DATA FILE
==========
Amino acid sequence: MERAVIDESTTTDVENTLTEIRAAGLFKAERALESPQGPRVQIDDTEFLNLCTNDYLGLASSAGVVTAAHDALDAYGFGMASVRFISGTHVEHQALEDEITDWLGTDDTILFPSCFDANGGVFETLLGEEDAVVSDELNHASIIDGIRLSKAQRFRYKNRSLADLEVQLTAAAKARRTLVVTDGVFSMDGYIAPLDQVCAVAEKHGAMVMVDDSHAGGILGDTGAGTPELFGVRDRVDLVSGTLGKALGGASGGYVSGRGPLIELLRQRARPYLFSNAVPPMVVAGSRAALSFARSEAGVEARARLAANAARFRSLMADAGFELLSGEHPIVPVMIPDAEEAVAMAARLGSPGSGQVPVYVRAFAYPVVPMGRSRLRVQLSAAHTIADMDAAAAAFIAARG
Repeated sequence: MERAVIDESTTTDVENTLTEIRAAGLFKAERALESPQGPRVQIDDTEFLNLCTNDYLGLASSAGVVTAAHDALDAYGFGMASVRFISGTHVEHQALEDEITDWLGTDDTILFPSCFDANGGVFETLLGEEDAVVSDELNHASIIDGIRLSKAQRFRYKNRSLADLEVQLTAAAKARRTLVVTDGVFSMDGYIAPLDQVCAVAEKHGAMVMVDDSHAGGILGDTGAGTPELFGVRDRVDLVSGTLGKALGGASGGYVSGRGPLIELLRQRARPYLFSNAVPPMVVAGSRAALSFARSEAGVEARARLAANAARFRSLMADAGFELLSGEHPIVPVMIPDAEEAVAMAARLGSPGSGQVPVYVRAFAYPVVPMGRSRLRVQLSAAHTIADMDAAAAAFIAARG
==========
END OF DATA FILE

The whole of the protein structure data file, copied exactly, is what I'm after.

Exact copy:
Amino acid sequence: MERAVIDESTTTDVENTLTEIRAAGLFKAERALESPQGPRVQIDDTEFLNLCTNDYLGLASSAGVVTAAHDALDAYGFGMASVRFISGTHVEHQALEDEITDWLGTDDTILFPSCFDANGGVFETLLGEEDAVVSDELNHASIIDGIRLSKAQRFRYKNRSLADLEVQLTAAAKARRTLVVTDGVFSMDGYIAPLDQVCAVAEKHGAMVMVDDSHAGGILGDTGAGTPELFGVRDRVDLVSGTLGKALGGASGGYVSGRGPLIELLRQRARPYLFSNAVPPMVVAGSRAALSFARSEAGVEARARLAANAARFRSLMADAGFELLSGEHPIVPVMIPDAEEAVAMAARLGSPGSGQVPVYVRAFAYPVVPMGRSRLRVQLSAAHTIADMDAAAAAFIAARG
Repeated sequence: MERAVIDESTTTDVENTLTEIRAAGLFKAERALESPQGPRVQIDDTEFLNLCTNDYLGLASSAGVVTAAHDALDAYGFGMASVRFISGTHVEHQALEDEITDWLGTDDTILFPSCFDANGGVFETLLGEEDAVVSDELNHASIIDGIRLSKAQRFRYKNRSLADLEVQLTAAAKARRTLVVTDGVFSMDGYIAPLDQVCAVAEKHGAMVMVDDSHAGGILGDTGAGTPELFGVRDRVDLVSGTLGKALGGASGGYVSGRGPLIELLRQRARPYLFSNAVPPMVVAGSRAALSFARSEAGVEARARLAANAARFRSLMADAGFELLSGEHPIVPVMIPDAEEAVAMAARLGSPGSGQVPVYVRAFAYPVVPMGRSRLRVQLSAAHTIADMDAAAAAFIAARG